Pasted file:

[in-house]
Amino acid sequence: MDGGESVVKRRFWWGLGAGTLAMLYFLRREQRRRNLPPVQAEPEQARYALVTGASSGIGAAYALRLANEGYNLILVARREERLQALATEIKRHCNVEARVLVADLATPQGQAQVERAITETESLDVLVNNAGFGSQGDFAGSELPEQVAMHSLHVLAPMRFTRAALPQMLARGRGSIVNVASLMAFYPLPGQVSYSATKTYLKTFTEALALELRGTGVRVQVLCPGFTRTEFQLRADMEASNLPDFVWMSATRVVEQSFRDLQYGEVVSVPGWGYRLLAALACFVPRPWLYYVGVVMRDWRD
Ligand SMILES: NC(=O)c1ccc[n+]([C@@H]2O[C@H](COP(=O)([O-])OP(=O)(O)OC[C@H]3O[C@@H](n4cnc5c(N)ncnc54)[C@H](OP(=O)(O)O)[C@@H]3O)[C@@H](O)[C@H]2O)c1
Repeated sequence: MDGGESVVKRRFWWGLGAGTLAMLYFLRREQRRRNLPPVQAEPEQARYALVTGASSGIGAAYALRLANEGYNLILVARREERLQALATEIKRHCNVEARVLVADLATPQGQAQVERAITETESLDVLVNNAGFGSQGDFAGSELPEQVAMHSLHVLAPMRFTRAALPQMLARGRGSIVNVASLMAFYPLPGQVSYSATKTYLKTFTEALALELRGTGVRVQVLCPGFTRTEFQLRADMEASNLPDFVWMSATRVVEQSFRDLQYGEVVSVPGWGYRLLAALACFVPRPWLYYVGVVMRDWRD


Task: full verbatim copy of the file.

[in-house]
Amino acid sequence: MDGGESVVKRRFWWGLGAGTLAMLYFLRREQRRRNLPPVQAEPEQARYALVTGASSGIGAAYALRLANEGYNLILVARREERLQALATEIKRHCNVEARVLVADLATPQGQAQVERAITETESLDVLVNNAGFGSQGDFAGSELPEQVAMHSLHVLAPMRFTRAALPQMLARGRGSIVNVASLMAFYPLPGQVSYSATKTYLKTFTEALALELRGTGVRVQVLCPGFTRTEFQLRADMEASNLPDFVWMSATRVVEQSFRDLQYGEVVSVPGWGYRLLAALACFVPRPWLYYVGVVMRDWRD
Ligand SMILES: NC(=O)c1ccc[n+]([C@@H]2O[C@H](COP(=O)([O-])OP(=O)(O)OC[C@H]3O[C@@H](n4cnc5c(N)ncnc54)[C@H](OP(=O)(O)O)[C@@H]3O)[C@@H](O)[C@H]2O)c1
Repeated sequence: MDGGESVVKRRFWWGLGAGTLAMLYFLRREQRRRNLPPVQAEPEQARYALVTGASSGIGAAYALRLANEGYNLILVARREERLQALATEIKRHCNVEARVLVADLATPQGQAQVERAITETESLDVLVNNAGFGSQGDFAGSELPEQVAMHSLHVLAPMRFTRAALPQMLARGRGSIVNVASLMAFYPLPGQVSYSATKTYLKTFTEALALELRGTGVRVQVLCPGFTRTEFQLRADMEASNLPDFVWMSATRVVEQSFRDLQYGEVVSVPGWGYRLLAALACFVPRPWLYYVGVVMRDWRD